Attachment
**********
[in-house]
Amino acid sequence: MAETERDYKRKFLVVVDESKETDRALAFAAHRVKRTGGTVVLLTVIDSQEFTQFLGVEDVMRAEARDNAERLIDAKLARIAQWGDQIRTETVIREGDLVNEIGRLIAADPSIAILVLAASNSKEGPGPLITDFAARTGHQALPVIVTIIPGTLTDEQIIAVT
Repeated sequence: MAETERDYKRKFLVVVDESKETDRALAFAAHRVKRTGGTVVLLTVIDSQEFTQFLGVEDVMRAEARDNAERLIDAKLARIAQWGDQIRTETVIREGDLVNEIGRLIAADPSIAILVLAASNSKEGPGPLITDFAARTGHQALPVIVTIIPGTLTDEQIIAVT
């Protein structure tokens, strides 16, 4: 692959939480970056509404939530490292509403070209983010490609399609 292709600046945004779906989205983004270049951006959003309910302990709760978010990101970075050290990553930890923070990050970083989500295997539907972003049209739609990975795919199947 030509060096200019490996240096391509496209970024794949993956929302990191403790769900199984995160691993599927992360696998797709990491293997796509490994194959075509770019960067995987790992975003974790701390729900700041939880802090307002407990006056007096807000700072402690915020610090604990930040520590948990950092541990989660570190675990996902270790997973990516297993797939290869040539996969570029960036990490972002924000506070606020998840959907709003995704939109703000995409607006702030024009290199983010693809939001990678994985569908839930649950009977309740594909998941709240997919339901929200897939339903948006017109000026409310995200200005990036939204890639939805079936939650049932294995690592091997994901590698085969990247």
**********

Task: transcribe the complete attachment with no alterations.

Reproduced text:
[in-house]
Amino acid sequence: MAETERDYKRKFLVVVDESKETDRALAFAAHRVKRTGGTVVLLTVIDSQEFTQFLGVEDVMRAEARDNAERLIDAKLARIAQWGDQIRTETVIREGDLVNEIGRLIAADPSIAILVLAASNSKEGPGPLITDFAARTGHQALPVIVTIIPGTLTDEQIIAVT
Repeated sequence: MAETERDYKRKFLVVVDESKETDRALAFAAHRVKRTGGTVVLLTVIDSQEFTQFLGVEDVMRAEARDNAERLIDAKLARIAQWGDQIRTETVIREGDLVNEIGRLIAADPSIAILVLAASNSKEGPGPLITDFAARTGHQALPVIVTIIPGTLTDEQIIAVT
């Protein structure tokens, strides 16, 4: 692959939480970056509404939530490292509403070209983010490609399609 292709600046945004779906989205983004270049951006959003309910302990709760978010990101970075050290990553930890923070990050970083989500295997539907972003049209739609990975795919199947 030509060096200019490996240096391509496209970024794949993956929302990191403790769900199984995160691993599927992360696998797709990491293997796509490994194959075509770019960067995987790992975003974790701390729900700041939880802090307002407990006056007096807000700072402690915020610090604990930040520590948990950092541990989660570190675990996902270790997973990516297993797939290869040539996969570029960036990490972002924000506070606020998840959907709003995704939109703000995409607006702030024009290199983010693809939001990678994985569908839930649950009977309740594909998941709240997919339901929200897939339903948006017109000026409310995200200005990036939204890639939805079936939650049932294995690592091997994901590698085969990247």